Bases of Support and Electoral Consequences of the Legalization of Marijuana in Canada: Alexis Bibeau-Gagnon (Université Laval), Yannick Dufresne (Université Laval), Catherine Ouellet (University of Toronto), Justin Savoie (University of Toronto) Abstract: The recent legalization of marijuana in Canada offers the opportunity to study the political effects of such policy. Did Trudeau’s Liberals influence public views on marijuana? Or is it partisanship and fundamental values that determined these attitudes? This paper makes use of two large datasets collected during the 2011 and 2015 Canadian federal elections that include a question on attitudes toward marijuana. These data allow for a fine-grained description of the attitudes toward marijuana in various sub-groups such as age groups, ridings, and immigrants from different country of origins. We then move to study the effect of the Liberals’ promise to legalize marijuana on both their partisan bases and attitudes toward marijuana. The comparison of the 2011 and 2015 data show that support for the Liberals has been affected by the issue of the decriminalization of marijuana. Further tests also show that attitudes on marijuana are also affected by partisanship in some specific subgroups of the electorate. These results substantially contribute to the issue voting literature and to the current public debate regarding public policies on drugs in Western democracies.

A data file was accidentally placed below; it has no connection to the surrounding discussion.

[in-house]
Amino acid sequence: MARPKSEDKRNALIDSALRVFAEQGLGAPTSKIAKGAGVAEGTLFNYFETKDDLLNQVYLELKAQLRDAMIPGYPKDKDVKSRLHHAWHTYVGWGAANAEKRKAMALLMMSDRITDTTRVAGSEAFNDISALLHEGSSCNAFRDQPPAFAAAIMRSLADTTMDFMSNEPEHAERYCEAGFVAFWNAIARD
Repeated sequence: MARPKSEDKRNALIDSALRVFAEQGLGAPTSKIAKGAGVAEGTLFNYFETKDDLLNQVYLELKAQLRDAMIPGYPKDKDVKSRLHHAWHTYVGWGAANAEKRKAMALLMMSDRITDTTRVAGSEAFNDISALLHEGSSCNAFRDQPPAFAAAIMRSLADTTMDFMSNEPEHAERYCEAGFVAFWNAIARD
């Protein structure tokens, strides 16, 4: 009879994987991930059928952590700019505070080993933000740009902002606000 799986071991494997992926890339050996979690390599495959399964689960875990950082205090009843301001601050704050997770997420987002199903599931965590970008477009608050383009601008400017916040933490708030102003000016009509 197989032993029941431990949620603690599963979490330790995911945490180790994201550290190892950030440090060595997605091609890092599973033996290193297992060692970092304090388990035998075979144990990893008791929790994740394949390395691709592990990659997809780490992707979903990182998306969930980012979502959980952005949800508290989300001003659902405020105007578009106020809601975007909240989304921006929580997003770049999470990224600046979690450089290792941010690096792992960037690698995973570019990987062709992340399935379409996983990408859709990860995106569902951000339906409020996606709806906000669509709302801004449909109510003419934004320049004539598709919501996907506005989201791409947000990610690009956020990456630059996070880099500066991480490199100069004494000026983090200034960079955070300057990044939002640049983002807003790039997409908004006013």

Comparative Civic Literacy in Canada and the United States: Democratic Resilience and Effective Citizen Engagement: Douglas West (Lakehead University Orillia), Mary Pettenger (Western Oregon University) Abstract: Civic literacy and civic engagement are useful measures of a society’s capacity for democratic resilience (Milner, 2010) Has the advent of “media confusion” meant the decline of engagement or the increase in the challenge to politicians? Or both? In this paper, we will focus our attention on pragmatic definitions of civic literacy in Canada and the United States which are underscored by the challenges of diverse populations living and engaging within seemingly tight institutional frameworks. In 1999, the Commonwealth Foundation argued that, “The new democracy is about the participation of citizens. It is a journey where diversity is celebrated, the public good is negotiated, and intense deliberation and dialogue are conducted. It is about being involved. It is clear that the democratic state needs to regain legitimacy in the eyes of its citizens.” (Commonwealth Foundation, 1999. 75-76) Eighteen years later we are still trying to legitimize democratic institutions by “reaching out” from the safety of bureaucratic and political enclaves and engaging “with” and not “on behalf of” publics. Civic literacy depends on this reaching and negotiation, not on passive-aggressive voices of confusion. Civic engagement is the essential definition of political action in our time; it is a necessary part of the political process in what we could call “expanded” democracies. By this, we mean to say that as publics become more sophisticated in their understanding of policy choices and rights through expanded and deeper educational and social media opportunities, the management and expression of civic engagement and civic literacy remain the norm, not the exception.